Plato

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W. Heinemann, 1913 - Greek literature
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Page 189 - ... to wrong, that is to say, yourself, your friends, your country, and us, we shall be angry with you while you live, and our brethren, the laws in the world below, will receive you as an enemy ; for they will know that you have done your best to destroy us. Listen, then, to us and not to Crito.
Page 401 - No'; then after that, his thighs; and passing upwards in this way he showed us that he was growing cold and rigid. And again he touched him and said that when it reached his heart, he would be gone. The chill had now reached the...
Page 231 - ... so long as we have the body, and the soul is contaminated by such an evil, we shall never attain completely what we desire; that is, the truth.
Page 497 - ... the fountain of that stream, which Zeus when he was in love with Ganymede named Desire, overflows upon the lover, and some enters into his soul, and some when he is filled flows out again ; and as a breeze or an echo rebounds from the smooth rocks and returns whence it came, so does the stream of beauty...
Page 281 - And are we to suppose that the soul, which is invisible, in passing to the true Hades, which like her is invisible, and pure, and noble, and on her way to the good and wise God, whither, if God will, my soul is also soon to go...
Page 397 - It is natural that these people whom you speak of should act in that way, Crito,' said Socrates, 'because they think that they gain by it. And it is also natural that I should not; because I believe that I should gain nothing by drinking the poison a little later I should only make myself ridiculous in my own eyes if I clung to life and hugged it when it has no more to offer. Come, do as I say and don't make difficulties.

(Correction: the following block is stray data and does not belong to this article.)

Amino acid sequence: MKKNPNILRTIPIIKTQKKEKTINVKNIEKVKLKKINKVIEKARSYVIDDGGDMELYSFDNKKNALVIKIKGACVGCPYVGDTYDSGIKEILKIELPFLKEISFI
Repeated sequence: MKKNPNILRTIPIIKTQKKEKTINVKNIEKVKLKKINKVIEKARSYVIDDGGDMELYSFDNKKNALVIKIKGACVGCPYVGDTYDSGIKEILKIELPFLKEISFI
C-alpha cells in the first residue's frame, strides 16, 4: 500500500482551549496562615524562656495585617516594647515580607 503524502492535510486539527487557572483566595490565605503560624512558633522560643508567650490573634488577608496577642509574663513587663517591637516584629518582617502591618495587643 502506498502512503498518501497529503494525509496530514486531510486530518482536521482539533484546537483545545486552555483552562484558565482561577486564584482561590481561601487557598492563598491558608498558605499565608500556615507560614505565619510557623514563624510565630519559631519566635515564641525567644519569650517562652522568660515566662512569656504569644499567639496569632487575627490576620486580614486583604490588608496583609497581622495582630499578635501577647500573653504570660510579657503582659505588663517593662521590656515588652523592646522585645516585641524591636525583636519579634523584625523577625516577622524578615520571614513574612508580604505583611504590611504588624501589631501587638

Page 83 - I am wiser than this man: neither of us probably knows anything that is really good, but he thinks that he has knowledge, when he has not, while I, having no knowledge, do not think that I have. I seem, at any rate, to be a little wiser than he is on this point: I do not think that I know what I do not know.
Page 475 - ... the pilot of the soul. The divine intelligence, being nurtured upon mind and pure knowledge, and the intelligence of every soul which is capable of receiving the food proper to it, rejoices at beholding reality, and once more gazing upon truth, is replenished and made glad, until the revolution of the worlds brings her round again to the same place.
Page 569 - ... is far nobler, when one employs the dialectic method and plants and sows in a fitting soul intelligent words which are able to help themselves and him who planted them, which are not fruitless, \ but yield seed from which there spring up in other minds other words • capable of continuing the process for ever, and which make their possessor happy, to the farthest possible limit of human happiness.
Page 533 - ... I myself, Phaedrus, am a lover of these processes of division and bringing together, as aids to speech and thought; and if I think any other man is able to see things that can naturally be collected into one and divided into many, him I follow after and "walk in his footsteps as if he were a god.

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